||The English used in this article or section may not be easy for everybody to understand. (January 2012)|
Velocity is a measure of how fast something has moved in a particular direction.  In physics, velocity means the time it took an object to move from one place to another (displacement), and the direction of movement - this is known as a vector quantity. An object could travel at 7 metres per second in a direction of 30 degress south of east. This is velocity.
- plus direction.
So for example something that moves in a square, and finishes back where it started, has not been displaced. This would mean that the object's displacement = zero, and it would have a velocity of zero. It is different to the speed that it moved around the square. People often use velocity and speed to mean the same thing, but they are different, velocity must have a direction.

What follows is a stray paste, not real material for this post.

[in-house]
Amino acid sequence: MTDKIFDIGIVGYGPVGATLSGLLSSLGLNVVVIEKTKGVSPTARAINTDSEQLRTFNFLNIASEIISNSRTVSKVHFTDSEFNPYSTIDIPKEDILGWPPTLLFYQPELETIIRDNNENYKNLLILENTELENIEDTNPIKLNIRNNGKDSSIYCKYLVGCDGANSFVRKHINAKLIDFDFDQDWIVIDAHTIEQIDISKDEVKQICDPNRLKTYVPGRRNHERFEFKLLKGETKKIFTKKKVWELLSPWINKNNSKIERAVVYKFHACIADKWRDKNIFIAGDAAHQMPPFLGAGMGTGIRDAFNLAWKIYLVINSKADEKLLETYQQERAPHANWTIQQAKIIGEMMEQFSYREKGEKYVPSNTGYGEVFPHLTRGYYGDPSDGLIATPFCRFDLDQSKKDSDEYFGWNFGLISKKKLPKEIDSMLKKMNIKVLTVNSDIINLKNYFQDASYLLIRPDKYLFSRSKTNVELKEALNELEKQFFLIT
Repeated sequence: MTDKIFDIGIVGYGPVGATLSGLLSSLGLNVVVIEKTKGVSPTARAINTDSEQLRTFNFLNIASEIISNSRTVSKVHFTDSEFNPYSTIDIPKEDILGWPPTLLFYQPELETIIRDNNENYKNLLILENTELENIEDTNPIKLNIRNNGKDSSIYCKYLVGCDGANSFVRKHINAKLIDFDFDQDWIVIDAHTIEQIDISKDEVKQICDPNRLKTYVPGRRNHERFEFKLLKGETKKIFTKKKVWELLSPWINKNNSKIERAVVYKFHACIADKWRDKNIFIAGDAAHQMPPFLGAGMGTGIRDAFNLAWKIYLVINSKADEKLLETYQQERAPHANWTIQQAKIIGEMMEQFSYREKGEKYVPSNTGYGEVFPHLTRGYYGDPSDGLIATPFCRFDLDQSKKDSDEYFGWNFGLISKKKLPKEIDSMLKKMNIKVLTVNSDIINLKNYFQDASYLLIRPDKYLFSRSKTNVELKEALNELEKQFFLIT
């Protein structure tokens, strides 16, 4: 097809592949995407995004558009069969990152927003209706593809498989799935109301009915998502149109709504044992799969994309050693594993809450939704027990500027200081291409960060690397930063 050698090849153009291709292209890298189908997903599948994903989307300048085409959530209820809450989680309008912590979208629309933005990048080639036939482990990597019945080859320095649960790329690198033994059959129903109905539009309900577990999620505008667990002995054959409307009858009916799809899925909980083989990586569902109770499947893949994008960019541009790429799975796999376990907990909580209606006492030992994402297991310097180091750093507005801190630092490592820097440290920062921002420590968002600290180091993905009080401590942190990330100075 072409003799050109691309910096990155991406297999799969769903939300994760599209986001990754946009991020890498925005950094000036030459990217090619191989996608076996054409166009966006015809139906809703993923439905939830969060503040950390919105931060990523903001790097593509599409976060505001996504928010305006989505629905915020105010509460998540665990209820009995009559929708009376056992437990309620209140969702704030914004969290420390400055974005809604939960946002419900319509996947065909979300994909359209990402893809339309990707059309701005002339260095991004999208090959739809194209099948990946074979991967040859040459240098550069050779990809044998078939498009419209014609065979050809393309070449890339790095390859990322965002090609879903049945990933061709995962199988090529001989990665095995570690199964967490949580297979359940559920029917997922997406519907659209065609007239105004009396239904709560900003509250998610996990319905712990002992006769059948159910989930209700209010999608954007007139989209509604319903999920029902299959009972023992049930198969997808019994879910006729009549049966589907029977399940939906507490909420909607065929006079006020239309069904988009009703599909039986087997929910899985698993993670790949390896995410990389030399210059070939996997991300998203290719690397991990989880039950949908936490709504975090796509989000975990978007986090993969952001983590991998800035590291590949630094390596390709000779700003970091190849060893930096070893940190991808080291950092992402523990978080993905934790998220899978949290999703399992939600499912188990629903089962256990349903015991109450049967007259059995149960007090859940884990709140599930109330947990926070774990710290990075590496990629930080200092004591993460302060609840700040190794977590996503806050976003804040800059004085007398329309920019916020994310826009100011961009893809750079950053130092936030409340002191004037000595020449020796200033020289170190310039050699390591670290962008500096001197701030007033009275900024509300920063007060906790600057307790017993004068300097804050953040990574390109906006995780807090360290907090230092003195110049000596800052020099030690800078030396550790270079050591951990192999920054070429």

References[change | change source]
- "Physics Homework Help: Speed, Velocity, Acceleration". physics247.com. http://www.physics247.com/physics-homework-help/speed-velocity-acceleration.php. Retrieved 25 March 2010.
- "Vectors, Introduction". id.mind.net. http://id.mind.net/~zona/mstm/physics/mechanics/vectors/introduction/introductionVectors.html. Retrieved 25 March 2010.